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Humans Remain

In 1975, Laura Mulvey first came up with the term “the male gaze,” where the assumption, particularly within the media, was that those consuming and watching most art forms were male, or male identifying, hence the need for women being represented as mere window dressing and sexually appealing objects. This was largely ubiquitous in film, art, pop videos and on fashion runways—even in dance productions. However, with strides being made in contemporary society in recognising that gender is largely a construct, and that it's no longer about male and female, but rather than gender can also be trans, fluid and/or non-binary, said male gaze is becoming increasingly redundant and reductive. With choreography from Marne and Imre van Opstal, Eye Candy for Rambert plays with this idea.

Rambert in Marion Motin’s “Rouge.” Photograph by Camilla Greenwell

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It begins almost like a homage to Pina Bausch's provocative Kontakthof, where a female dancer was poked at and grabbed by male dancers. Aishwarya Raut is a curvaceous dancer and woman of colour. Semi nude, she is prodded at, her head turned this way and that, and torso grabbed and (man)handled, a commodity, treated like a puppet by the male and male identifying dancers. Yet, she remains oddly impassive, her expression and stance revealing nothing. Only (the external) body parts are exposed.

More and more male dancers appear, balancing and holding Raut aloft, and the starkness of the set and flesh colured costumes (also created by the choreographers) render the bodies curiously lifeless and othered. They pile up like a human sculpture, a form of flesh and bone, and then dismantle, propelling Raut forwards, and her stomach flexes as though she's something alien.

Rambert in Eye Candy by Imre van Opstal and Marne van Opstal. Photograph by Camilla Greenwell

Now, the company of eight become like pagan worshippers, hands raised in defensive claws, predatory. Accusatory fingers are pointed, but at whom, and why? There is a sense of ambiguity to the piece, and the figures, swaying or joining hands in a circle, are like some festival of sun god/dess worshippers, but with an underlying tone of bucolic love and peace undone. Amos Ben-Tal's sound goes from dripping water to ragged breathing and drones, and sudden crouching down is suggestive of defence mechanisms. I am frequently reminded of the darker side of cults in horror cinema, such as The Wicker Man, and more recently, Midsommar, where idyllic heathen life is more sinister than it first appears.Only the pas de deux towards the end gives any kind of reassurance of equality between all genders, with its blue abstract background and glimpses of exquisite tenderness. But what a bumpy ride to get there.

Much more conventional in its structure, but no less exciting, is Marion Motin's Rouge. Nothing to do with the Moulin Rouge, this particular Rouge is firmly rooted in the here and now, with an interweaving of modern styles, such as hip hop, reggaeton and contemporary. A French choreographer who began in hip hop, who has worked with the likes of Christine And The Queens, Jean Paul Gaultier and Dua Lipa, she's all about transcending styles and boundaries. With sexy neon lighting and strobes from lighting designer Judith Leray, this piece invokes the exhaustive, freestyle energy of both the street, and the dancefloor alike. At first, as an almost cinematic smokescreen clears, the dancers rise, fall, rise, fall and then . . . it all kicks off. It's fierce, fun and playful, relentlessly athletic, and the ten dynamic dancers' bodies, swathed in vibrant pinks and blues- flexing, popping and grinding, almost androgynous in Yann Seabra's specially designed slinky sportswear- will definitely make many of the audience watching at home long to get out into real nightclubs again.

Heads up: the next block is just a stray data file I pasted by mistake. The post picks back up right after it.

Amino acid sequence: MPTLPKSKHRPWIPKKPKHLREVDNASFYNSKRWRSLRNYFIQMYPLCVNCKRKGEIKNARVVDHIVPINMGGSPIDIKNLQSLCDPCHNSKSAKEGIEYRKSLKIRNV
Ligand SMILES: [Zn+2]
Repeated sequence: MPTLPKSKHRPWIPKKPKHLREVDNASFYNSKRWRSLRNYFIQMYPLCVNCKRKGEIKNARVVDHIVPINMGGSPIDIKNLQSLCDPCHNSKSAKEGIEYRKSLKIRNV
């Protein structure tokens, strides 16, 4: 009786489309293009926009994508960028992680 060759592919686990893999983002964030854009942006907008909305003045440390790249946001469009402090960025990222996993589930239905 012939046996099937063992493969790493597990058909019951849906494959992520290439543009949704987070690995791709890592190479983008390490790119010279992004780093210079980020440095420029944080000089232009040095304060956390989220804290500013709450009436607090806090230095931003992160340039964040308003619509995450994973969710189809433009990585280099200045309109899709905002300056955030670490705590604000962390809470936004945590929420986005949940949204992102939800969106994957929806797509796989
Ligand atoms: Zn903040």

Rambert in Marion Motin’s Rouge. Photograph by Camilla Greenwell

There are also some lively, updated nods to ball culture here, where LGBTQI dancers competed in the disco era for best “houses,” in categories like “realness,” “femme queen,” “legendary” and “virgin vogue,” often using exaggerated gestures with hands and footwork, parodying models on catwalks.

Ball culture, otherwise known as ballroom or drag ball culture, has seen a recent resurgence in art galleries and in clubs over the last few years, thanks to the TV series Pose, and the twenty first century take on ballroom is categorised by even more complex poses, flamboyant clothes, gestures and the kind of “wild style” spins and flips on the floor not seen since all-nighters in the seventies and eighties.

So it seems apposite that Motin has revitalised this kind of choreography within a live performance context, as the world tentatively decides whether or not to open up again, in these strange times of the pandemic. There may be dry ice, loud rawwwk guitar music from composer Micka Luna, and the sweat-drenched glamour of the club scene, but these wonderful humans, the seemingly inexhaustible Rambert, remain front and centre of it all.

Lorna Irvine

Based in Glasgow, Lorna was delightfully corrupted by the work of Michael Clark in her early teens, and has never looked back. Passionate about dance, music, and theatre she writes regularly for the List, Across the Arts and Exeunt. She also wrote on dance, drama and whatever particular obsession she had that week for the Shimmy, the Skinny and TLG and has contributed to Mslexia, TYCI and the Vile Blog.



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